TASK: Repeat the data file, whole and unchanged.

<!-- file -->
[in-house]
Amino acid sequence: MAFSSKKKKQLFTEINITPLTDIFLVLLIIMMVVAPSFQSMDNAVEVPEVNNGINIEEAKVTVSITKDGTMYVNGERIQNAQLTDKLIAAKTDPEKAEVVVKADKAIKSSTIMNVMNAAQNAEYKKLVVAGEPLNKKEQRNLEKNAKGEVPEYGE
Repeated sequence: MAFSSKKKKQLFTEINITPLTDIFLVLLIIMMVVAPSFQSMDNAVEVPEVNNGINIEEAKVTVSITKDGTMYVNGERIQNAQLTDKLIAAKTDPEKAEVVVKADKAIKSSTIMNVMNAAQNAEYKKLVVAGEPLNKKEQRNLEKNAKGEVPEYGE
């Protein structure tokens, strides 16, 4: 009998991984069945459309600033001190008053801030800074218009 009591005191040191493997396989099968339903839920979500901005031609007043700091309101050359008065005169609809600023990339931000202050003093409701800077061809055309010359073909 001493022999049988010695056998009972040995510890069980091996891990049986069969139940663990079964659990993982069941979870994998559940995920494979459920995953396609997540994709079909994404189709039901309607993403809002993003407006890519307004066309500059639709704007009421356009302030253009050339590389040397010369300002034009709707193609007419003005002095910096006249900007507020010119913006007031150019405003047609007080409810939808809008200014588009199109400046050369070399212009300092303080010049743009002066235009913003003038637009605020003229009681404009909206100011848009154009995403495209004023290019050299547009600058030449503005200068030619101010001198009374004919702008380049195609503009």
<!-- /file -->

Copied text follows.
[in-house]
Amino acid sequence: MAFSSKKKKQLFTEINITPLTDIFLVLLIIMMVVAPSFQSMDNAVEVPEVNNGINIEEAKVTVSITKDGTMYVNGERIQNAQLTDKLIAAKTDPEKAEVVVKADKAIKSSTIMNVMNAAQNAEYKKLVVAGEPLNKKEQRNLEKNAKGEVPEYGE
Repeated sequence: MAFSSKKKKQLFTEINITPLTDIFLVLLIIMMVVAPSFQSMDNAVEVPEVNNGINIEEAKVTVSITKDGTMYVNGERIQNAQLTDKLIAAKTDPEKAEVVVKADKAIKSSTIMNVMNAAQNAEYKKLVVAGEPLNKKEQRNLEKNAKGEVPEYGE
């Protein structure tokens, strides 16, 4: 009998991984069945459309600033001190008053801030800074218009 009591005191040191493997396989099968339903839920979500901005031609007043700091309101050359008065005169609809600023990339931000202050003093409701800077061809055309010359073909 001493022999049988010695056998009972040995510890069980091996891990049986069969139940663990079964659990993982069941979870994998559940995920494979459920995953396609997540994709079909994404189709039901309607993403809002993003407006890519307004066309500059639709704007009421356009302030253009050339590389040397010369300002034009709707193609007419003005002095910096006249900007507020010119913006007031150019405003047609007080409810939808809008200014588009199109400046050369070399212009300092303080010049743009002066235009913003003038637009605020003229009681404009909206100011848009154009995403495209004023290019050299547009600058030449503005200068030619101010001198009374004919702008380049195609503009």